This is the mechanism of crapness: something efficient and regimented and dead following the course of something alive, following it so closely that it’s not always entirely possible to tell that anything’s changed. There’s only the lingering feculent whiff of an essential insufficiency. Delve deep enough into the history of the winter festival and you’ll find a scene not unlike the Milton Keynes Winter Wonderland. A cold and muddy field somewhere in England, a small circle of primitive buildings, a pile of soggy logs on which a few feeble flames tremble, the tears of children, the haunted stares of animals, the ritual exchange of gifts, everywhere skinniness and emaciation, everywhere magic. Real magic, the kind that requires a blood sacrifice or an orgy or, ideally, both. When the disappointing winter wonderlands offer us an escape into the wonderful world of seasonal Christmas magic, we should keep in mind that seasonal magic is an ancient and agricultural magic – in other words, one of brutal and immediate violence. These winter wonderland parks are so popular – and despite the near-riots they provoke they are popular; thousands pour in every year and millions more giggle over them in newspapers – because they’re a comforting reminder that the living fire, horror, and beauty of Christmas has been replaced by a dead mechanical crapness. (New Year’s is admittedly different; by the time midnight rolls around, most people on the streets are crying, fighting, or being arrested. Linear time is a terrible thing to do to people.) It’s a similar phenomenon to that of the Christkindlmarkten sprouting up everywhere across the country: plywood huts decorated with fake holly and Gothic lettering, beer halls hosting oompah bands who don’t speak a word of German, something somehow intrinsically less than it is. (It’s important to note that the UK’s cutesy German Christmas markets are mostly franchises of the one in Frankfurt, that notably non-rustic centre of European finance capital.) Crapness is everywhere at all times, but it’s at Christmas that the gap it opens yawns the widest.
In his Fundamental Concepts of Metaphysics, Heidegger devotes nearly one hundred pages to the philosophical study of boredom. His paradigmatic example is the act of waiting in a rural train station: without distractions time starts to bear down on you; you have nothing but the raw experience of time and the raw experience of yourself. After a while it almost becomes a physical sensation, a slow sickening horror you’ll do anything to escape. It’s not hard to visualise Heidegger’s train station: the stiflingly still air, the low and unchanging clouds, the pebble-dashed pillars, the flaking white paint, the single pigeon limping up and down the tarmac, the almost tangible lack of a train – in other words, a scene of arrested motion, of crapness. But it’s precisely here, on this miserable platform, that the potential for a transformative phenomenology is opened. Heidegger identifies three modes or stages of boredom: gelangweilt sein von etwas, sich langweilen bei etwas, and es ist einem langweilig (‘becoming bored by something,’ ‘being bored by something,’ and ‘it is boring for one’). The first appears when we encounter something concrete but existentially boring: someone very dull at a party, for instance, or an overly self-indulgent essay on the internet; it’s achingly unfulfilling. The second form, meanwhile, isn’t quite so direct: Heidegger uses the example of a dinner party where everything ‘is not only very tasty, but tasteful as well;’ you enjoy yourself immensely, and it’s only after returning home that you realise the whole evening was utterly dull, a senseless waste of time. The third form, ‘it is boring for one,’ is also referred to as tiefen Langeweile: profound boredom. Here the self is fully detached from a world that comes to reveal itself as entirely dull, entirely pointless, and entirely without charms or interest. The very identification of Dasein as being-in-the-world comes to fall apart. Heidegger isn’t proposing a nihilism: it’s exactly at this point, when the world of objects seems to offer nothing of substantial interest, that the potential for transformation appears. Once you decide that all things are boring, the question of what a non-boring thing would actually look like emerges, and with it a sudden universe of possibilities. As Heidegger puts it (in a sadly untranslatable pun), alles Versagen ist in sich ein Sagen, dh Offenbarmachen – all withdrawing is a telling or a making-manifest.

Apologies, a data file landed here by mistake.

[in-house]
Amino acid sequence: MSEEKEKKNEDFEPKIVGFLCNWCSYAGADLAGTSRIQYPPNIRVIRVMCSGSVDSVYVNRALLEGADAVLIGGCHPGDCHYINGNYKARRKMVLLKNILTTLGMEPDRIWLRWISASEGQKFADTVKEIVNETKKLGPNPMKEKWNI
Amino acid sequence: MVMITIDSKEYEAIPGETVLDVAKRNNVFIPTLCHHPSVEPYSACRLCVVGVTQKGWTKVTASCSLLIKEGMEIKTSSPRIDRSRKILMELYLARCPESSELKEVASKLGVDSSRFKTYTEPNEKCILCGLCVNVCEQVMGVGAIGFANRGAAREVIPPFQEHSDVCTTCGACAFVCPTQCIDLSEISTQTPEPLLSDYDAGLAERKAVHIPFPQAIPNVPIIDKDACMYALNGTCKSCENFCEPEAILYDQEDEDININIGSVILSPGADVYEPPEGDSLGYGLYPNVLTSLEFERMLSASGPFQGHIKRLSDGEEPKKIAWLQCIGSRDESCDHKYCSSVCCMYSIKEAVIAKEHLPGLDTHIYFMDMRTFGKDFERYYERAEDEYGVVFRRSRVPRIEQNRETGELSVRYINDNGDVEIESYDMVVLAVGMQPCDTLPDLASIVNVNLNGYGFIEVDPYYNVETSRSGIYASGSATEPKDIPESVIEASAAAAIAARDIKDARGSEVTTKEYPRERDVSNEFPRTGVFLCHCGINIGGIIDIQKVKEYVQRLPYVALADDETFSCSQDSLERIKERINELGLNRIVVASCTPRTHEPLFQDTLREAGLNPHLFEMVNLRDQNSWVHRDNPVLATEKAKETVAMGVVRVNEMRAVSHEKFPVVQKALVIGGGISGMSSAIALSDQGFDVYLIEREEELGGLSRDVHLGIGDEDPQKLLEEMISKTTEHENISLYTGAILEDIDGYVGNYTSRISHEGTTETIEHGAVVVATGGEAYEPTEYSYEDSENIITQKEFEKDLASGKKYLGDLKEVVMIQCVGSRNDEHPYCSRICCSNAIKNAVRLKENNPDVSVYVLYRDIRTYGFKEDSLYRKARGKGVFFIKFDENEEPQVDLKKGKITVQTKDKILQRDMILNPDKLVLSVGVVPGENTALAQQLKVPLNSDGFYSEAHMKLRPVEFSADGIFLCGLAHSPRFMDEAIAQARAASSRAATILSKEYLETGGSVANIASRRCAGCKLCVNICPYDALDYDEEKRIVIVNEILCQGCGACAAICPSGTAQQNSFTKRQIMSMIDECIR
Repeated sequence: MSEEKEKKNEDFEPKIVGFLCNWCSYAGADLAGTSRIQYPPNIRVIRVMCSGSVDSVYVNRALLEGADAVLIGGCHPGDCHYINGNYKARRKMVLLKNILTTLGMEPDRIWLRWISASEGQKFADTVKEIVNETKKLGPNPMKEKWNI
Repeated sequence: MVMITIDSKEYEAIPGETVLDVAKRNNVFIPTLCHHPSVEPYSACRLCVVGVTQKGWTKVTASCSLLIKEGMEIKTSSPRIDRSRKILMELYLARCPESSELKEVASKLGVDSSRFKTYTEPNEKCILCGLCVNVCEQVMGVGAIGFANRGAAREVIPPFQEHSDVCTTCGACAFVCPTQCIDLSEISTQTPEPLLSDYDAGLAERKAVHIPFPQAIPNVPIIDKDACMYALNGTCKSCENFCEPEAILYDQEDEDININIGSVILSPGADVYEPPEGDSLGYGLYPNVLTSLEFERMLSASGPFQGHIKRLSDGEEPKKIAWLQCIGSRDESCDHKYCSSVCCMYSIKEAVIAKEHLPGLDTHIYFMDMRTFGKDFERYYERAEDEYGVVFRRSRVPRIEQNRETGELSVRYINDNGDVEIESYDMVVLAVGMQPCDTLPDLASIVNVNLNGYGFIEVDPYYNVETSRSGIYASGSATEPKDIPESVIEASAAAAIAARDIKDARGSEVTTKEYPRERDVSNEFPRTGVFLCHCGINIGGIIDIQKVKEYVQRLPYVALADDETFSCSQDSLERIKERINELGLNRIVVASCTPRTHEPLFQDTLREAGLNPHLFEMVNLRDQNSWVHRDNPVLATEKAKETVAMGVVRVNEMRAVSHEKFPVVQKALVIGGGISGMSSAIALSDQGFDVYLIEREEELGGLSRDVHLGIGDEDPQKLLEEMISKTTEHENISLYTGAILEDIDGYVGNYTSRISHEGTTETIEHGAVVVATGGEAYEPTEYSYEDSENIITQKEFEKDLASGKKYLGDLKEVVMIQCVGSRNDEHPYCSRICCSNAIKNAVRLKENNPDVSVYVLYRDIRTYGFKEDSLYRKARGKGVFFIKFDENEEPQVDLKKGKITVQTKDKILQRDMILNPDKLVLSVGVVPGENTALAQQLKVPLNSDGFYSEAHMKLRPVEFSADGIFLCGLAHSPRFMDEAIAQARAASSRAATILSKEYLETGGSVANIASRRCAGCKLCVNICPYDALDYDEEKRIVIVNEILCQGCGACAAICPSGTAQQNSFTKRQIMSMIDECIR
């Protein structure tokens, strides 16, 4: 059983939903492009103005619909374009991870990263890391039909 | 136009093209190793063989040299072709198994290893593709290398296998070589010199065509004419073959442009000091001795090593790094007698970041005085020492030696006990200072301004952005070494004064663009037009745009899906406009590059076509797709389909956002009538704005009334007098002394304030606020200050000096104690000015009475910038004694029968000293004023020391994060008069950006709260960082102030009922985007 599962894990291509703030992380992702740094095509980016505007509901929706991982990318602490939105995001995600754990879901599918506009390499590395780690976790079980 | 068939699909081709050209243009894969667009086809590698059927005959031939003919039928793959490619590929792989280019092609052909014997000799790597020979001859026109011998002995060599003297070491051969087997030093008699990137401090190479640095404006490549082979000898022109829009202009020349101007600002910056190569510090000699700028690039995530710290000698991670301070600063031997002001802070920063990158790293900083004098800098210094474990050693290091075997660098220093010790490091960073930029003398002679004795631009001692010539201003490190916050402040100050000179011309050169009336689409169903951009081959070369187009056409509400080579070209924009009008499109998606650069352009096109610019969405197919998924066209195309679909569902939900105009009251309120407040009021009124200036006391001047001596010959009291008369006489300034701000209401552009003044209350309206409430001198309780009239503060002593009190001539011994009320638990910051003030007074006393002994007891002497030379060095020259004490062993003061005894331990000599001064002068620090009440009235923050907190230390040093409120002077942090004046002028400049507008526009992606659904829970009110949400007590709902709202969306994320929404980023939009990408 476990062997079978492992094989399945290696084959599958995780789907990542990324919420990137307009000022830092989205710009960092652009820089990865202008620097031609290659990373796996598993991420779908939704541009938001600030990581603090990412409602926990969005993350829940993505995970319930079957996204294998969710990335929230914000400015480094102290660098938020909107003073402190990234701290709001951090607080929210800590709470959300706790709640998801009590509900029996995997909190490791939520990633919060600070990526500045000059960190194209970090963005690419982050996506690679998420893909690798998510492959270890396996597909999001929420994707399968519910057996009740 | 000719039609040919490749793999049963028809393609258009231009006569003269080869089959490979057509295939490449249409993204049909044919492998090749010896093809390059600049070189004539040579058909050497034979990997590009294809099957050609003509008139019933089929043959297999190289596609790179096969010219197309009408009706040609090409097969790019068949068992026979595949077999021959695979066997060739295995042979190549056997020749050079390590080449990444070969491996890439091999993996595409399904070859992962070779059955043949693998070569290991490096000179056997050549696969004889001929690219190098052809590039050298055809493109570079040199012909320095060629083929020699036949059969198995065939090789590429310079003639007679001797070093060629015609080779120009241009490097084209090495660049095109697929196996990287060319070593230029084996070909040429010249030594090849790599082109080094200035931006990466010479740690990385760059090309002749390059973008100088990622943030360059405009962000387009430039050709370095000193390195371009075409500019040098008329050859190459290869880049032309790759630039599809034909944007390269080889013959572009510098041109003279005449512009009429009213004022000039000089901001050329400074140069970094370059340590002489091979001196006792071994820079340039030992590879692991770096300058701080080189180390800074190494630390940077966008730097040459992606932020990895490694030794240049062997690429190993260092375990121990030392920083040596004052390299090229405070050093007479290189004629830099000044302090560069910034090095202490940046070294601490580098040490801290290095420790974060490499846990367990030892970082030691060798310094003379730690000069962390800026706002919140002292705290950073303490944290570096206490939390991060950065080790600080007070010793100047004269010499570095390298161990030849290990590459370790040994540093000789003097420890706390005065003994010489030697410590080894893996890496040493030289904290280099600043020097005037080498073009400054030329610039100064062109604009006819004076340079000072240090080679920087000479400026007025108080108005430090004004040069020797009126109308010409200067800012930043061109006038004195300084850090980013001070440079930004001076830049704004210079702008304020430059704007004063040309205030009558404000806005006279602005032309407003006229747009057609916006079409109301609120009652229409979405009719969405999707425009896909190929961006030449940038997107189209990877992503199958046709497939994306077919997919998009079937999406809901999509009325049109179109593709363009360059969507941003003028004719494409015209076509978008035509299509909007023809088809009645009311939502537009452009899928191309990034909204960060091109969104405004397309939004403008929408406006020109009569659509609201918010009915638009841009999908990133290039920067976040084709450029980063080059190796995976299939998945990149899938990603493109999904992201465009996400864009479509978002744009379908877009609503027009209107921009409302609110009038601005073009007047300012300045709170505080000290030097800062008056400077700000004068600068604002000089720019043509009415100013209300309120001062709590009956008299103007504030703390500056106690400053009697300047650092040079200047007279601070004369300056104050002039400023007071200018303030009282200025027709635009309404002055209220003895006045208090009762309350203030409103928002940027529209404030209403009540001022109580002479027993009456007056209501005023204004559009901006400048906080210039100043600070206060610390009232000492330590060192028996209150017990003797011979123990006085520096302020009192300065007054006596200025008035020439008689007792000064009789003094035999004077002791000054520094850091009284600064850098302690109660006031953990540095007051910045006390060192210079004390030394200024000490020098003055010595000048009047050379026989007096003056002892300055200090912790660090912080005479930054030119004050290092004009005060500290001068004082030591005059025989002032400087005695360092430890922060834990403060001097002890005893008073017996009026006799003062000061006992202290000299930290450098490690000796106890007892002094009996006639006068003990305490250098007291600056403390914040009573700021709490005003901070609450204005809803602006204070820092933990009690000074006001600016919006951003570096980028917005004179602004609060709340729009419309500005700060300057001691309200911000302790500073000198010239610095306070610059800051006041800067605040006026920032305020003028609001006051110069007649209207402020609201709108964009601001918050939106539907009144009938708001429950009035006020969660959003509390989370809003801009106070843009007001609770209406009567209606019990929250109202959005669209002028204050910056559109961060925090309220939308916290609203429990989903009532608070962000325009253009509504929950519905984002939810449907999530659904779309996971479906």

If the question of boredom yields an ontological philosophy, the parallel problem of crapness is one of politics. Crap Christmases give rise to a limited, intrinsic, demoralising sense of the crappy; the slow enshittening of all experience forces us, urgently, to conceive of a less miserable world. Like every weapon in the arsenal of capital, crapness is also a weakness. The critique of the crappy winter wonderland isn’t a grouchy bah-humbug; it’s a call to action. The struggle for a non-crap Christmas is the struggle for a world defined by its possibilities rather than its restrictions; in the end, it’s the struggle to reclaim life.
Maybe I’m not strong enough; I’ve fled Britain for the holidays. No Queen’s speech, no schmaltzy Doctor Who special, no winter wonderlands. France has its own inchoate modality of crapness too; it might be that I’m more willing to forgive it because it’s not mine. The big wide flat fields; the hypermarkets crouching, tense as spiders, by the motorways. Look at any French city and it’s immediately clear that the empire never went away; it just changed its spatial logic. There’s still colony and metropole, but now they’re bound together in the same urban topology. Those in the medieval centre find themselves encircled by angry car-burning hordes; those in the concrete prison-suburbs that surround them are disenfranchised and dispossessed, their choice of clothing regulated by the state, their lives at the mercy of the police. A crap colonialism. Still, it’s different. At night you can hear the slow determined creak of the avalanches as they roll down the mountainsides. They’re set off by explosives, but at least the snow is real.